Modernism and Religion argues that modernism participated in broader processes of religious change in the twentieth century. The new prominence accorded to immanence and immediacy in religious discourse is carried over into the modernist epiphany. Modernism became mystical. The emergence of Catholic theological modernism, human rights, Christian sociology, and philosophical personalism, which are explored here in relation to the work of David Jones, T. S. Eliot, and H.D., represented a strategic attempt on the part of diverse religious authorities to meet the challenge posed by new mysticism. Orthodoxy was itself made new in ways that resisted the secular demand that religion remain a private undertaking. Modernism and Religion presents the mechanical form and clashing registers of long poems by each of the aforementioned writers as an alternative to epiphanic modernism. Their wavering orthodoxy brings matters from which the secular had previously separated religion back once more into its purview.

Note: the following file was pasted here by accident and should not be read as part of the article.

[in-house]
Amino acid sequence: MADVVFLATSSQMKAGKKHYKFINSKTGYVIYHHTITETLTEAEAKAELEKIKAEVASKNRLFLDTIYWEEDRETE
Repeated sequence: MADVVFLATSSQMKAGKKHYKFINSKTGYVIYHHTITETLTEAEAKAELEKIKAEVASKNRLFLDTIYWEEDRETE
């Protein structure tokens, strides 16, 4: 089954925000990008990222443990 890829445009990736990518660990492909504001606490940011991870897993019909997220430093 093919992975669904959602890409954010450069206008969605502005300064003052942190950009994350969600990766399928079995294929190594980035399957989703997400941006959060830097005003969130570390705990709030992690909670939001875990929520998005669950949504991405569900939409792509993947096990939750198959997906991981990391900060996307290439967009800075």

Jamie Callison is Associate Professor of English Literature at University of Agder in Kristiansand, Norway, where he teaches courses on poetry and poetics, modernism and religion and literature. His articles on T. S. Eliot, David Jones and twentieth-century religious culture have appeared in ELH, Literature and Theology and Modernist Cultures. He has published (with Thomas Goldpaugh) a critical edition of a previously unpublished book-length poem by the modernist poet and painter David Jones entitled The Grail Mass (2018). Modernism and Religion: Between Mysticism and Orthodoxy is his first monograph.
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